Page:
Pinkard selects Gillece to help him run the firm

President: David Gillece is only the second person outside the family to hold that title at the real estate firm Collier Pinkard.

March 26, 2003|By Meredith Cohn | Meredith Cohn,SUN STAFF

For the first time since Walter D. Pinkard Jr. took over the family real estate firm in 1982, he is officially sharing top management duties. Pinkard chose David M. Gillece, an executive vice president, to be president of Collier Pinkard effective today.

Pinkard, 52, will remain chief executive officer and chairman and will continue to give direction to the firm, which has had a hand in many of the region's largest and most prestigious companies' moves. He will take on Gillece as a partner in running the 250-person firm, which operates three local offices and two in North Carolina.

"The primary role of president of the firm is business development, and now I have the business development and the CEO pieces," Pinkard said. "There's a feeling that the tasks need to be separated."

The move marks the second time someone from outside the family has been president at the 80-year-old firm, which offers services including brokerage, asset management and consulting.

Colliers Pinkard, one of the region's largest real estate firms, averages about 175 transactions a year and counts among its clients brokerage Legg Mason Inc., insurer St. Paul Cos., law firm Piper Rudnick LLP and Catholic Relief Services. The company does not release revenue figures.

Pinkard said Gillece, 53, is a natural fit. He has been at the firm for nine years and was head of Colliers Pinkard's corporate services operation. He was already one of 22 shareholders of the firm.

"This will allow us to more nimbly respond to the marketplace," Gillece said. "We really had more opportunity than we could effectively handle with the singular guy in the corner office."

Gillece said he does not expect much to change in the culture or operations of the company. With the economy in a slump, no new offices are planned. And workers at the firm will still work in groups and be paid salaries and bonuses. That isn't the case at traditional real estate firms, which assign a lone broker to a client and pay him or her on commission.

Clients and competitors consider Gillece thoughtful, capable and low key.

"We chose them about 2 1/2 years ago to help us in finding out new home," said Ray Peloquin, a vice president at architectural firm RTKL Associates Inc., which moved from the central business district to Inner Harbor East.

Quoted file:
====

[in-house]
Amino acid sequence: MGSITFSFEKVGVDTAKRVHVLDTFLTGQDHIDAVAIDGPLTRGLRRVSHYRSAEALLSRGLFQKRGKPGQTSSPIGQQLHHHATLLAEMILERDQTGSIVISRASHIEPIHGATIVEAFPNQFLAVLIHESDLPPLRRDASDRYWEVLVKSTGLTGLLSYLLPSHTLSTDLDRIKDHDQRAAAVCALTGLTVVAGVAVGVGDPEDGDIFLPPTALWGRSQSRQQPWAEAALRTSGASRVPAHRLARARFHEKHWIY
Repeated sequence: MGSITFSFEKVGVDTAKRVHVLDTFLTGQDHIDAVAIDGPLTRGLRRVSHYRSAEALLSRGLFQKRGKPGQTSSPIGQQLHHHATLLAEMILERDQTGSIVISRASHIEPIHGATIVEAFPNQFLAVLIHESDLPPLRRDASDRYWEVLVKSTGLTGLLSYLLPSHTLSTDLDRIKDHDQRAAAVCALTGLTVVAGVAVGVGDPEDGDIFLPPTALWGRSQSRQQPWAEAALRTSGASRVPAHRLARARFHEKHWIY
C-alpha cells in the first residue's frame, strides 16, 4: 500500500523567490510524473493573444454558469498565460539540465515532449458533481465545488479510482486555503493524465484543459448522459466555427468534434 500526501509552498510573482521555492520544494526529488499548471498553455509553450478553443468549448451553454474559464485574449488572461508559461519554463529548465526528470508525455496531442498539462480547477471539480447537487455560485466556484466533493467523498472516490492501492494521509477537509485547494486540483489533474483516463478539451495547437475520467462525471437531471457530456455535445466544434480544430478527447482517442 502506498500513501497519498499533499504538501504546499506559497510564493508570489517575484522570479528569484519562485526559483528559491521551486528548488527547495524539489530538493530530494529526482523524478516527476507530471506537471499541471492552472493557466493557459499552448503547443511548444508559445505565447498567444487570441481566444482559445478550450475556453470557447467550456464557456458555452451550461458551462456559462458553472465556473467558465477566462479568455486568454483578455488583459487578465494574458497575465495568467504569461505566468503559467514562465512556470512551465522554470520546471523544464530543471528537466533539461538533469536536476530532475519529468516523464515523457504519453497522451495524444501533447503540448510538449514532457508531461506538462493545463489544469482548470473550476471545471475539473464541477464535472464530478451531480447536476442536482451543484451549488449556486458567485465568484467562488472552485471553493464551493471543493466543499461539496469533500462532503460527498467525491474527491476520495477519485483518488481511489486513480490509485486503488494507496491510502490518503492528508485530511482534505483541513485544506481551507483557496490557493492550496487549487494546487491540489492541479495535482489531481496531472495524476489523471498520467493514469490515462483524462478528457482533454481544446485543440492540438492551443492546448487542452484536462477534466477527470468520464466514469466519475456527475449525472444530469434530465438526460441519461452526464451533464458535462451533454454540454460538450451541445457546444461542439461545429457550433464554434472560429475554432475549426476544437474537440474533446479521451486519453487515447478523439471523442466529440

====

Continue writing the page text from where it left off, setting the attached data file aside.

"David brings a knowledge base of not only the needs of the tenants, but the political situation in the city. He's able to give a total overview of everything the client needs to know because he understands the city from more than just a real estate perspective."

John McLaughlin, chief executive of DAP Inc., said Gillece helped the sealant manufacturer move to the Can Co. in Canton and helped it find separate distribution space in the county.

"We moved DAP from Ohio to Baltimore in March 1998, and David was very instrumental in facilitating our move," he said. "We searched numerous locations, and when we narrowed our choices to Baltimore, he was instrumental in finding us space and working with Struever Bros. [Eccles & Rouse Inc.] in developing the space. And he helped us work with the state and the city, too. We were unfamiliar with the market at the time, and we got everything from him."

Robert Manekin, a competitor of Colliers Pinkard, said of Gillece, "He's a skilled real estate professional who also has experience in running and managing a corporation. He will do a wonderful job."

Before joining Colliers Pinkard, Gillece ran a consulting firm, Gillece & Assoc. for three years. From 1988 to 1991 he was president and chief executive of Baltimore Economic Development Corp., the precursor to Baltimore Development Corp.

He also held several positions at the Greater Baltimore Committee and is on the boards of several civic organizations.

Baltimore Sun Articles
|
|
|
Please note the green-lined linked article text has been applied commercially without any involvement from our newsroom editors, reporters or any other editorial staff.